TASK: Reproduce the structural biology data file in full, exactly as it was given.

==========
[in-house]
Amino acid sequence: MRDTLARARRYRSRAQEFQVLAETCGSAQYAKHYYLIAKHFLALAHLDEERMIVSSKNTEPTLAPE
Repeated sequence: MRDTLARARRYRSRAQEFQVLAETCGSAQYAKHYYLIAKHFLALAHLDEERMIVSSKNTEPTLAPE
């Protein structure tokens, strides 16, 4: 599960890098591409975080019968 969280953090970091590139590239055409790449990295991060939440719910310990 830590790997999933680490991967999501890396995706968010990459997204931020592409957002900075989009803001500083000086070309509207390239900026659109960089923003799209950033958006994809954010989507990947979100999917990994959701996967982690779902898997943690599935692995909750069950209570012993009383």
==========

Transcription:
[in-house]
Amino acid sequence: MRDTLARARRYRSRAQEFQVLAETCGSAQYAKHYYLIAKHFLALAHLDEERMIVSSKNTEPTLAPE
Repeated sequence: MRDTLARARRYRSRAQEFQVLAETCGSAQYAKHYYLIAKHFLALAHLDEERMIVSSKNTEPTLAPE
């Protein structure tokens, strides 16, 4: 599960890098591409975080019968 969280953090970091590139590239055409790449990295991060939440719910310990 830590790997999933680490991967999501890396995706968010990459997204931020592409957002900075989009803001500083000086070309509207390239900026659109960089923003799209950033958006994809954010989507990947979100999917990994959701996967982690779902898997943690599935692995909750069950209570012993009383």